The Four Years of Perfectly Efficient Madness

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Valuation-Informed Indexing #232

by Rob Bennett

Last week’s column examined the last 19 years of stock returns. We saw that the core principle of Buy-and-Hold, that stocks are always the best asset class for the long term, was vindicated for those who bought in 1996, as stocks have performed well from that point forward even though they were insanely overpriced when the purchase was made. However, we also saw that the core principle of Valuation-Informed Indexing, that investors who ignore valuations always live to regret it in the long-term, was vindicated for those who bought in 2000, as super-safe asset classes like Treasury Inflation-Protected Securities and IBonds have delivered far higher risk-adjusted returns from 2000 forward.

It all comes down to that four-year time-period from the beginning of 1996 through the end of 1999. Buy-and-Hold and Valuation-Informed Indexing performed the same from 1981, when Shiller published his “revolutionary” (his word) research, through the end of 1995 because both strategies call for high stock allocations when prices are low or moderate. Valuation-Informed Indexing has soundly defeated Buy-and-Hold for the past 15 years. But most investors continue to maintain confidence in Buy-and-Hold because the gains experienced during the last four years of the last Century were great enough to make the less-than-satisfying returns experienced in the 15 following years seem not so bad given the total investing experience from 1981 forward.

Those four years truly did deliver amazing results for Buy-and-Holders. Investors who were persuaded by Shiller’s research to lower their stock allocations in January 1996 would have missed out on a return of 24 percent real in 1996, 26 percent real in 1997, 29 percent real in 1998 and 12 percent real in 1999. The overall return for the four-year time period was 127 percent real. I went to a zero stock allocation in 1996. Yikes!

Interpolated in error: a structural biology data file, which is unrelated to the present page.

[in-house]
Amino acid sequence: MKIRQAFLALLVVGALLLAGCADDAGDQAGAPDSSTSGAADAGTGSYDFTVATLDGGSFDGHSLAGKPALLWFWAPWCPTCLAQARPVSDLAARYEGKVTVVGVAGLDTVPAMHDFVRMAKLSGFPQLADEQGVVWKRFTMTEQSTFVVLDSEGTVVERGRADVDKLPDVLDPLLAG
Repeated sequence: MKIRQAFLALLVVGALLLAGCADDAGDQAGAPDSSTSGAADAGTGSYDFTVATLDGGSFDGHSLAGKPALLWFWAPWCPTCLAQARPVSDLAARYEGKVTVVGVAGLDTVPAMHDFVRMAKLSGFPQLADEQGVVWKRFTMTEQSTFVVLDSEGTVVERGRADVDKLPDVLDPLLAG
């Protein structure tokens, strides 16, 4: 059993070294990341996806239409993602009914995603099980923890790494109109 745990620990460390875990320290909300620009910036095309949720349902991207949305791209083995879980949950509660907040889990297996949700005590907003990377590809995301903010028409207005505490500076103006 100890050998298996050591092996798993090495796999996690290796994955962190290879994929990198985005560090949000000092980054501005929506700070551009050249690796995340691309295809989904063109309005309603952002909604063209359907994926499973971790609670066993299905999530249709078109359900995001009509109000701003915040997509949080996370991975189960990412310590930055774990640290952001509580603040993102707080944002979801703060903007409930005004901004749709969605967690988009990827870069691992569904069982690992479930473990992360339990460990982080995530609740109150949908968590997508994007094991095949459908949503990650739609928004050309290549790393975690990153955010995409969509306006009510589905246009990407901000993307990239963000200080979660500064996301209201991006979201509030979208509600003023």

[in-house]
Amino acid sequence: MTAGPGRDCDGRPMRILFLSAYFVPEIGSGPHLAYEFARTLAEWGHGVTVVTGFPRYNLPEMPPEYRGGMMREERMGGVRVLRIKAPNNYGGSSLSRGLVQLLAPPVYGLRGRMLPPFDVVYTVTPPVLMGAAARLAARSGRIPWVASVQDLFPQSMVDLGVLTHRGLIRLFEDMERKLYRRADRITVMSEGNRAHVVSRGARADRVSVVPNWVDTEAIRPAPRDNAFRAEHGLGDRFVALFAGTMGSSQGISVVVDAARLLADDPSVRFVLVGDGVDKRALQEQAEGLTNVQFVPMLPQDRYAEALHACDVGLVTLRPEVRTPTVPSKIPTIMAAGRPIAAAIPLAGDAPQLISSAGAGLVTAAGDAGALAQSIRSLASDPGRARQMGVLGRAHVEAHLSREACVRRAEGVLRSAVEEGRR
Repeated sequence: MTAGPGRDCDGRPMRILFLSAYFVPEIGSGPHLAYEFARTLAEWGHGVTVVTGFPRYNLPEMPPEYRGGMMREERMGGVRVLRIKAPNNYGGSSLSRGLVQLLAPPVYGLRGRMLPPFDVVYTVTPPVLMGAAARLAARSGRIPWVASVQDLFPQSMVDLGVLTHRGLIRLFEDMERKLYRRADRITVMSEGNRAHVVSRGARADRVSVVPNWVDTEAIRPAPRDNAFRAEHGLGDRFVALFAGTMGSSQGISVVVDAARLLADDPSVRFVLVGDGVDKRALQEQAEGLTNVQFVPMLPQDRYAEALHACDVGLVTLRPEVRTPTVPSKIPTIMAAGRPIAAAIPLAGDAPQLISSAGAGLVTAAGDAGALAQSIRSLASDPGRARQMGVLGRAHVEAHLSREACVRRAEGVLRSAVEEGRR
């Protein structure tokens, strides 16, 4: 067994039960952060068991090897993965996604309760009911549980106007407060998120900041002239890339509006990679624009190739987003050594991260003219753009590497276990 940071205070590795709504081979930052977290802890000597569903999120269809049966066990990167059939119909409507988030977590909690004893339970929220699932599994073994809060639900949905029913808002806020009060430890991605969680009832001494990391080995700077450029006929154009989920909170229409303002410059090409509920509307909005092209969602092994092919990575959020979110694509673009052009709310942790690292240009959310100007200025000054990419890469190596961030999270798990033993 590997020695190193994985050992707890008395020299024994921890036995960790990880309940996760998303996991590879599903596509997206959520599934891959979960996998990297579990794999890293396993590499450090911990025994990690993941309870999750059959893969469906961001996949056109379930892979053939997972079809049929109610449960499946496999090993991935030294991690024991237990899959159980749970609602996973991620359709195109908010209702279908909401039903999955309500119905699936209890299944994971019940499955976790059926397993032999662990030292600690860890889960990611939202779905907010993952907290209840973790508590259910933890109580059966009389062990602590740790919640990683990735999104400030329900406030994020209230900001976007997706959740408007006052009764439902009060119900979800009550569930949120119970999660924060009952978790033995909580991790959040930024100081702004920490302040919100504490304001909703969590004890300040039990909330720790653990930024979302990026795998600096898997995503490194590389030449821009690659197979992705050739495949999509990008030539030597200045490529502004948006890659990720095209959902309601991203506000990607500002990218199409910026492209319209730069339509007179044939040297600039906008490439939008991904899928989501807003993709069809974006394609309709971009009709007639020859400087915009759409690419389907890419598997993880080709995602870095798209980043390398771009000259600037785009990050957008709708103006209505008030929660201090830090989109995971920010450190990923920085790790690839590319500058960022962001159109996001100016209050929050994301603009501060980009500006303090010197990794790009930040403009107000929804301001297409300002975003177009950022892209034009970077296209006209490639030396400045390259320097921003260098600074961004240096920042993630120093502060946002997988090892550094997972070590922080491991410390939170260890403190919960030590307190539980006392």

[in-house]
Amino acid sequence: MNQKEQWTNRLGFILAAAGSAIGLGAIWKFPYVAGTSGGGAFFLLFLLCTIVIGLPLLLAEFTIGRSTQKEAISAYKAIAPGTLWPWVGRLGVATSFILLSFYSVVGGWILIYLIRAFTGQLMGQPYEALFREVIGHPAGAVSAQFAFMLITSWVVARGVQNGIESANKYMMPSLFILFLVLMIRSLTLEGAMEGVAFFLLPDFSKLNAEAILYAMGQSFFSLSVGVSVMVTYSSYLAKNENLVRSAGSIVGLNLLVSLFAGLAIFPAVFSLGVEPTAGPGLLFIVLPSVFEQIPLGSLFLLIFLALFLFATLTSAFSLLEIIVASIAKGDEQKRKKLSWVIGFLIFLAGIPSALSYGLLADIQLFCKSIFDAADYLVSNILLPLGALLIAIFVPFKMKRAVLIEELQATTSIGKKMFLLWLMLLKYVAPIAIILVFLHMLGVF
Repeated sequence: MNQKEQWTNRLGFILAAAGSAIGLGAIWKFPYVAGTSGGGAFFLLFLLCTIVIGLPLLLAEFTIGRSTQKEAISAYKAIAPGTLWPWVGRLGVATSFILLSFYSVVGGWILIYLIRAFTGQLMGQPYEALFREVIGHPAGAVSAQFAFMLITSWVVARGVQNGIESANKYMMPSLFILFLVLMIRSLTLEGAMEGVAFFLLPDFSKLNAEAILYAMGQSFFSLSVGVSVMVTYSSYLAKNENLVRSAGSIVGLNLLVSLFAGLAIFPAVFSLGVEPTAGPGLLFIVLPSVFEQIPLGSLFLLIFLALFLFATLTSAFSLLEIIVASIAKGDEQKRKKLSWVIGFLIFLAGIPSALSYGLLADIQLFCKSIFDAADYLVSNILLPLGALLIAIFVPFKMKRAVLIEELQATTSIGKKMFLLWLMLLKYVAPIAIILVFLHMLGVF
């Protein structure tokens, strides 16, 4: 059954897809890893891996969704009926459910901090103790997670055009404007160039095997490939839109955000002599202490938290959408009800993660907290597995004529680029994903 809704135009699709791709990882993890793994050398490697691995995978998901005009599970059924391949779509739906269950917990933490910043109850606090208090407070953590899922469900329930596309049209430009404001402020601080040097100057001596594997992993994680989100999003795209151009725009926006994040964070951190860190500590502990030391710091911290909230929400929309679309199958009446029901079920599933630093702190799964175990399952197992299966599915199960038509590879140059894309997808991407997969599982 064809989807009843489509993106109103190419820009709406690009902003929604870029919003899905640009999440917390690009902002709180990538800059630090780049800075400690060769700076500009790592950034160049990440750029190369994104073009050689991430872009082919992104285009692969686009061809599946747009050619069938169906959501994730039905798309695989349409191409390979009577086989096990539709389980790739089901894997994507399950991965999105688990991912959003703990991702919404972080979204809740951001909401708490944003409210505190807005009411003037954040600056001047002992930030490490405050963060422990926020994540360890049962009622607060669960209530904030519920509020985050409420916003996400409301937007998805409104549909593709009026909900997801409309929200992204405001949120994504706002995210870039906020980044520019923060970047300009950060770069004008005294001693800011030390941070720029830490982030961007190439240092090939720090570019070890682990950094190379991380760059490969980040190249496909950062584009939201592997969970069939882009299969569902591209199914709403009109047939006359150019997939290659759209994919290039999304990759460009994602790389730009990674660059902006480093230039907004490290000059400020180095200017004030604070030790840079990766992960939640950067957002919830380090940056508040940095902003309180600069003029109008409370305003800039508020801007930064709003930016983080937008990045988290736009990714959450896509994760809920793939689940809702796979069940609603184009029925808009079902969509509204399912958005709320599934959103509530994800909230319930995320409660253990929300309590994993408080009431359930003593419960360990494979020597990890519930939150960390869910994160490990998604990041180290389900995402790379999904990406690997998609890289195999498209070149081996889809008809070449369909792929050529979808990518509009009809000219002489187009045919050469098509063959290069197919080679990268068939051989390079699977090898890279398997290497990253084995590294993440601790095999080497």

The question remains, however, whether I or any of the other investors who permitted Shiller’s research to guide their allocation choices “missed out” on anything at all in a permanent sense. Shiller’s research shows that all gains beyond the 6.5 percent real that is the result of economic growth are the product of investor emotion, temporary cotton-candy gains that will disappear as the short-term turns into the long-term.

Most investors believe that the poor gains we have seen for the past 15 years are the price we had to pay for letting the market become overvalued but that stocks should be a solid asset class on a going-forward basis. But the reality is that the P/E10 value is today higher than it was in January 1996, when prices reached scary high levels. We are now at price levels not at which secular bear markets come to an end but at which they begin. If stocks continue to perform in the future anything at all as they always have in the past, the biggest crash is not in the past but in the future.

So —

We need to understand what happened in those crazy four years.

The Buy-and-Hold Model posits that price changes are determined by economic developments. Stock prices more than doubled from 1996 through 1999. Did the real economic values of the underlying companies double in value?